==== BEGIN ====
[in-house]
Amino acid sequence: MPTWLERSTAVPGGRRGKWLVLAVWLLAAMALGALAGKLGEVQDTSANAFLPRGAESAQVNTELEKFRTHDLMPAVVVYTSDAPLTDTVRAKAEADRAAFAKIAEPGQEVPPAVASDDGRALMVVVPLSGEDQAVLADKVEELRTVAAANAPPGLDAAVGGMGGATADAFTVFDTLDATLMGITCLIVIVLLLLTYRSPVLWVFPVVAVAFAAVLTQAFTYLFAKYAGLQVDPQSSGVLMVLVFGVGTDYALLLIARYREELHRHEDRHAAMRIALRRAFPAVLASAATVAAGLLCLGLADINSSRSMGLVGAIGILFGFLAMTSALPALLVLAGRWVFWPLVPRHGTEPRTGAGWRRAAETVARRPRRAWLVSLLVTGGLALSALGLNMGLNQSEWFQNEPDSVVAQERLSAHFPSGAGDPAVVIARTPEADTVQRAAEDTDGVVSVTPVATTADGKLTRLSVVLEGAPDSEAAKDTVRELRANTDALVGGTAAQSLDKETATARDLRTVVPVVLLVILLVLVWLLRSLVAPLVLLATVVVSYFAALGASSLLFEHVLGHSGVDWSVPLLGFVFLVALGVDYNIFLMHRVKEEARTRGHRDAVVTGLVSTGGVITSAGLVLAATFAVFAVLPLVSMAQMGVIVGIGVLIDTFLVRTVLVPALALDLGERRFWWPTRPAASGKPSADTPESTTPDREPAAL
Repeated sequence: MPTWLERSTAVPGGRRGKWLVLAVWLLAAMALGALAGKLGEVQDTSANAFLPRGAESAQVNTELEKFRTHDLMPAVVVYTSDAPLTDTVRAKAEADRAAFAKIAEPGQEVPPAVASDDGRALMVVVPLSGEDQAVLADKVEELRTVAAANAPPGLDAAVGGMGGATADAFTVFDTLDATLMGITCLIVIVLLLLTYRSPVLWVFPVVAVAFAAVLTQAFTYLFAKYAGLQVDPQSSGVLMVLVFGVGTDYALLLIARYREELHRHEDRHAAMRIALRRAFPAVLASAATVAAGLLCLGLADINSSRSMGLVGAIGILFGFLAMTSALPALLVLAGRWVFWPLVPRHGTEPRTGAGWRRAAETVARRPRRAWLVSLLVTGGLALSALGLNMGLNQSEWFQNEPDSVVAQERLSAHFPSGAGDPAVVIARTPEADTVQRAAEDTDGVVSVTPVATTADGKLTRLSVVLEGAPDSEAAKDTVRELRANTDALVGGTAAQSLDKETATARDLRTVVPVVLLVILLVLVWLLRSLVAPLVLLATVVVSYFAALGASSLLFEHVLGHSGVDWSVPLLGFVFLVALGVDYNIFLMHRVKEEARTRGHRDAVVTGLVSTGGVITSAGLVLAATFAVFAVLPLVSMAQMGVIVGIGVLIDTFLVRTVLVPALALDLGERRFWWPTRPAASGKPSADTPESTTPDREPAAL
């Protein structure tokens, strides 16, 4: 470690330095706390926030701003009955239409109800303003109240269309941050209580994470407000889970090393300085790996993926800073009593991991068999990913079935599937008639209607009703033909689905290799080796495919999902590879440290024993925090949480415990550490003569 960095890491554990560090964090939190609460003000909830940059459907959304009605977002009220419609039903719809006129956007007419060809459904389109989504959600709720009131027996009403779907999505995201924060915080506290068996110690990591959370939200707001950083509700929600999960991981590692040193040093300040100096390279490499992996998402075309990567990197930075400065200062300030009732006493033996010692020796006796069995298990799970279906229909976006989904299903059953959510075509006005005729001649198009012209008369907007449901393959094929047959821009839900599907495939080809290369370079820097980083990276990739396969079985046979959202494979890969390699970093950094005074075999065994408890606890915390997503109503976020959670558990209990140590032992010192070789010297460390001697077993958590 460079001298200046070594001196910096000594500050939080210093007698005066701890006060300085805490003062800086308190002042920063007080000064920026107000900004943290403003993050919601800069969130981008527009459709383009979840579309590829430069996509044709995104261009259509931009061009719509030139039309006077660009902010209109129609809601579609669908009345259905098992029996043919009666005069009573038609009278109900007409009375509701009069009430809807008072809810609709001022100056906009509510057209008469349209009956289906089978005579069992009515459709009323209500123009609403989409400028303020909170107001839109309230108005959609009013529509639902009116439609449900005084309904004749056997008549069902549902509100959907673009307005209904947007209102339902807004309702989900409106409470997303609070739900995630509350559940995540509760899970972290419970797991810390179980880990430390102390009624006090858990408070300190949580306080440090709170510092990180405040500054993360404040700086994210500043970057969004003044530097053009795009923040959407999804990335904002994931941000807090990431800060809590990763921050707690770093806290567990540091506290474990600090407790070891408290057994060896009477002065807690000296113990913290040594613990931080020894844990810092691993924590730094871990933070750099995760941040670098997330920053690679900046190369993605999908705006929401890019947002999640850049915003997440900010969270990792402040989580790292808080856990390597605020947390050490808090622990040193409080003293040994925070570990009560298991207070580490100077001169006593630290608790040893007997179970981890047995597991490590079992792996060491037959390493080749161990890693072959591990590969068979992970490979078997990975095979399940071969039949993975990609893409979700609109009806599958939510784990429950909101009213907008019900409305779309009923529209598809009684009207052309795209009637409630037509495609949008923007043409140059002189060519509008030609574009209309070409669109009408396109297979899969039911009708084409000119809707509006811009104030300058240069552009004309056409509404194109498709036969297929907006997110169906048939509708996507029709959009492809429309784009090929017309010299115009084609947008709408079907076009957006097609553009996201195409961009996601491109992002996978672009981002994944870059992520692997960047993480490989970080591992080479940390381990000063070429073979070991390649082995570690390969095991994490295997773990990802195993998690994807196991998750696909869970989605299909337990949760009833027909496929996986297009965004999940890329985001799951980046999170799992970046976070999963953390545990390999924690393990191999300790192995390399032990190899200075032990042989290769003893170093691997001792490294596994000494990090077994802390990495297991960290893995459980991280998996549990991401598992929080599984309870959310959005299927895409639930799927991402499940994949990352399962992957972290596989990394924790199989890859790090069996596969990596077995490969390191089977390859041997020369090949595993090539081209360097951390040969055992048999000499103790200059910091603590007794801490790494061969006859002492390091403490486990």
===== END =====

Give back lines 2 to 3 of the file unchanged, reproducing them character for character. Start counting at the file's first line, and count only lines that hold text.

Amino acid sequence: MPTWLERSTAVPGGRRGKWLVLAVWLLAAMALGALAGKLGEVQDTSANAFLPRGAESAQVNTELEKFRTHDLMPAVVVYTSDAPLTDTVRAKAEADRAAFAKIAEPGQEVPPAVASDDGRALMVVVPLSGEDQAVLADKVEELRTVAAANAPPGLDAAVGGMGGATADAFTVFDTLDATLMGITCLIVIVLLLLTYRSPVLWVFPVVAVAFAAVLTQAFTYLFAKYAGLQVDPQSSGVLMVLVFGVGTDYALLLIARYREELHRHEDRHAAMRIALRRAFPAVLASAATVAAGLLCLGLADINSSRSMGLVGAIGILFGFLAMTSALPALLVLAGRWVFWPLVPRHGTEPRTGAGWRRAAETVARRPRRAWLVSLLVTGGLALSALGLNMGLNQSEWFQNEPDSVVAQERLSAHFPSGAGDPAVVIARTPEADTVQRAAEDTDGVVSVTPVATTADGKLTRLSVVLEGAPDSEAAKDTVRELRANTDALVGGTAAQSLDKETATARDLRTVVPVVLLVILLVLVWLLRSLVAPLVLLATVVVSYFAALGASSLLFEHVLGHSGVDWSVPLLGFVFLVALGVDYNIFLMHRVKEEARTRGHRDAVVTGLVSTGGVITSAGLVLAATFAVFAVLPLVSMAQMGVIVGIGVLIDTFLVRTVLVPALALDLGERRFWWPTRPAASGKPSADTPESTTPDREPAAL
Repeated sequence: MPTWLERSTAVPGGRRGKWLVLAVWLLAAMALGALAGKLGEVQDTSANAFLPRGAESAQVNTELEKFRTHDLMPAVVVYTSDAPLTDTVRAKAEADRAAFAKIAEPGQEVPPAVASDDGRALMVVVPLSGEDQAVLADKVEELRTVAAANAPPGLDAAVGGMGGATADAFTVFDTLDATLMGITCLIVIVLLLLTYRSPVLWVFPVVAVAFAAVLTQAFTYLFAKYAGLQVDPQSSGVLMVLVFGVGTDYALLLIARYREELHRHEDRHAAMRIALRRAFPAVLASAATVAAGLLCLGLADINSSRSMGLVGAIGILFGFLAMTSALPALLVLAGRWVFWPLVPRHGTEPRTGAGWRRAAETVARRPRRAWLVSLLVTGGLALSALGLNMGLNQSEWFQNEPDSVVAQERLSAHFPSGAGDPAVVIARTPEADTVQRAAEDTDGVVSVTPVATTADGKLTRLSVVLEGAPDSEAAKDTVRELRANTDALVGGTAAQSLDKETATARDLRTVVPVVLLVILLVLVWLLRSLVAPLVLLATVVVSYFAALGASSLLFEHVLGHSGVDWSVPLLGFVFLVALGVDYNIFLMHRVKEEARTRGHRDAVVTGLVSTGGVITSAGLVLAATFAVFAVLPLVSMAQMGVIVGIGVLIDTFLVRTVLVPALALDLGERRFWWPTRPAASGKPSADTPESTTPDREPAAL